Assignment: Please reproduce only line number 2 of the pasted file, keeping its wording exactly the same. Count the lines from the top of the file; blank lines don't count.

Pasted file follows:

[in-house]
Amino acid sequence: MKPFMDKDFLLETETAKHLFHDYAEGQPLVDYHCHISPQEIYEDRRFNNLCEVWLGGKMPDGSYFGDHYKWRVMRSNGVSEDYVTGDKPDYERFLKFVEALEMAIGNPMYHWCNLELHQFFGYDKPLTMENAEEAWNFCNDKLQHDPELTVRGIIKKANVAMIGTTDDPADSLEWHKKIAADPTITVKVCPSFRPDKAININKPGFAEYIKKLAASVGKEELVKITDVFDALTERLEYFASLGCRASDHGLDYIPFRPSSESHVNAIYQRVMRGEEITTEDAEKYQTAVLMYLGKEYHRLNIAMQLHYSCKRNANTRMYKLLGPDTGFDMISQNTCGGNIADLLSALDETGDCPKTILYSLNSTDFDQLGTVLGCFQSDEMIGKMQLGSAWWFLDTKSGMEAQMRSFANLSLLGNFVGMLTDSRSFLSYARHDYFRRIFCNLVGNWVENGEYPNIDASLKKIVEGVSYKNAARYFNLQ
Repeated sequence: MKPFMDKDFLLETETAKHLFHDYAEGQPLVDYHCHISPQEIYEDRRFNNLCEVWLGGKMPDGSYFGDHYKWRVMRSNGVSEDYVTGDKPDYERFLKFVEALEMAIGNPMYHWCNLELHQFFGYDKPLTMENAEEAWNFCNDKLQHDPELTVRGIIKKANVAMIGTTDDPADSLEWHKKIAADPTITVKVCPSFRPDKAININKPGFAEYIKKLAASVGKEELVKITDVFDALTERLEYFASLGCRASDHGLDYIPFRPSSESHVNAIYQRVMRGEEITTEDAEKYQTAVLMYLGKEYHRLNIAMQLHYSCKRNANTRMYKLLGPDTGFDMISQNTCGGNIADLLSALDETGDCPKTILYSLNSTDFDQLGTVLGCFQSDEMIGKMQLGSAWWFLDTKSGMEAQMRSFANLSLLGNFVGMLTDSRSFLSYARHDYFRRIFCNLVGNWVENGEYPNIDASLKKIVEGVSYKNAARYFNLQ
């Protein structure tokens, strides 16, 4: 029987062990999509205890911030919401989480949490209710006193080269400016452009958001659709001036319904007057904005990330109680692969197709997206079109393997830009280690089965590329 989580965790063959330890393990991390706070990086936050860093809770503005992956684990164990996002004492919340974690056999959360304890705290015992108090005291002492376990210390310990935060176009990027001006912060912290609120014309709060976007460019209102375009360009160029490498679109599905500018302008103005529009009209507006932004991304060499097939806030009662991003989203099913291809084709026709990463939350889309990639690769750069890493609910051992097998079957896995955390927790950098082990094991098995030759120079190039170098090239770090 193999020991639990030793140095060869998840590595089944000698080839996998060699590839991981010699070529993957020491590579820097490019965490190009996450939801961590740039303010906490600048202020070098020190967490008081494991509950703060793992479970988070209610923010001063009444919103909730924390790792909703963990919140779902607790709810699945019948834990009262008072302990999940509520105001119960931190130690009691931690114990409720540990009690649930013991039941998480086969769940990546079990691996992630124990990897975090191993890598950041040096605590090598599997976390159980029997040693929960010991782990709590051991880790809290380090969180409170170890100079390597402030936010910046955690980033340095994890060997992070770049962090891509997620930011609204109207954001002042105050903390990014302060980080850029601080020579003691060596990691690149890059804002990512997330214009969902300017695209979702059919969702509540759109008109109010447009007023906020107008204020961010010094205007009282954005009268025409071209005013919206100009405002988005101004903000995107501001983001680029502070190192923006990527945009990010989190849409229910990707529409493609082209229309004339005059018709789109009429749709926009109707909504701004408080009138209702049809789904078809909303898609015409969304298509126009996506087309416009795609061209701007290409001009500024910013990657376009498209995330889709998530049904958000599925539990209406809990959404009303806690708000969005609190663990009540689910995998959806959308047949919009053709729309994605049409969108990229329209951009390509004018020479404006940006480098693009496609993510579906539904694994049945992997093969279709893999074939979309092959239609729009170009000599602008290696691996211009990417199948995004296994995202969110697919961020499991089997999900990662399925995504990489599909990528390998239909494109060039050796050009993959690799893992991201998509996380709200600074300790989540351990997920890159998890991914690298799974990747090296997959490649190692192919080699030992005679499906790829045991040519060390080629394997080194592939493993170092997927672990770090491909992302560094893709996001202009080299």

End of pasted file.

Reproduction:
Amino acid sequence: MKPFMDKDFLLETETAKHLFHDYAEGQPLVDYHCHISPQEIYEDRRFNNLCEVWLGGKMPDGSYFGDHYKWRVMRSNGVSEDYVTGDKPDYERFLKFVEALEMAIGNPMYHWCNLELHQFFGYDKPLTMENAEEAWNFCNDKLQHDPELTVRGIIKKANVAMIGTTDDPADSLEWHKKIAADPTITVKVCPSFRPDKAININKPGFAEYIKKLAASVGKEELVKITDVFDALTERLEYFASLGCRASDHGLDYIPFRPSSESHVNAIYQRVMRGEEITTEDAEKYQTAVLMYLGKEYHRLNIAMQLHYSCKRNANTRMYKLLGPDTGFDMISQNTCGGNIADLLSALDETGDCPKTILYSLNSTDFDQLGTVLGCFQSDEMIGKMQLGSAWWFLDTKSGMEAQMRSFANLSLLGNFVGMLTDSRSFLSYARHDYFRRIFCNLVGNWVENGEYPNIDASLKKIVEGVSYKNAARYFNLQ